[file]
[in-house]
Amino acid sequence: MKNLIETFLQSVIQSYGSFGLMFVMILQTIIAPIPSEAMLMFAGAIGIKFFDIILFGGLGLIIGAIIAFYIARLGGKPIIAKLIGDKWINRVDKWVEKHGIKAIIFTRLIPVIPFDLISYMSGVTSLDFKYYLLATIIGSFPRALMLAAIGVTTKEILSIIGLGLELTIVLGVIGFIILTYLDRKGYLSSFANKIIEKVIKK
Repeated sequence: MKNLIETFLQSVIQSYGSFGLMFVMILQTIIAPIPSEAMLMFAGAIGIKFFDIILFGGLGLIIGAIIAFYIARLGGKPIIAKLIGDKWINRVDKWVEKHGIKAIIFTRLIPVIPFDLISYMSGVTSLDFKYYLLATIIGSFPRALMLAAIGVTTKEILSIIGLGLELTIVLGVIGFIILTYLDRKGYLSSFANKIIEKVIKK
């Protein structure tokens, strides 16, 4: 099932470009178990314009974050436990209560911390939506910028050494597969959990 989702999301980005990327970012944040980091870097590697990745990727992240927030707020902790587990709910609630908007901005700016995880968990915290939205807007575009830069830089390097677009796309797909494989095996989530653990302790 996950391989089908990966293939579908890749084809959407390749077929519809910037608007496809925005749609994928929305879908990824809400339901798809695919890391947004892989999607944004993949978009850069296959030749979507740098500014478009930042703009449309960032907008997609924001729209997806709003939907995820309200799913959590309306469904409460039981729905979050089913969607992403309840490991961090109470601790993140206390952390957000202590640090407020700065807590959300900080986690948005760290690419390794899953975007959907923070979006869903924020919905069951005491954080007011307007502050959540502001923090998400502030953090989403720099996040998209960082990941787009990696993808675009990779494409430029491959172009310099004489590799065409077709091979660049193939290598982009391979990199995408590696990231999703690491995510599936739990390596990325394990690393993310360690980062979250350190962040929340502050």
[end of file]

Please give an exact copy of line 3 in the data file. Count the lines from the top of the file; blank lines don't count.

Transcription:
Repeated sequence: MKNLIETFLQSVIQSYGSFGLMFVMILQTIIAPIPSEAMLMFAGAIGIKFFDIILFGGLGLIIGAIIAFYIARLGGKPIIAKLIGDKWINRVDKWVEKHGIKAIIFTRLIPVIPFDLISYMSGVTSLDFKYYLLATIIGSFPRALMLAAIGVTTKEILSIIGLGLELTIVLGVIGFIILTYLDRKGYLSSFANKIIEKVIKK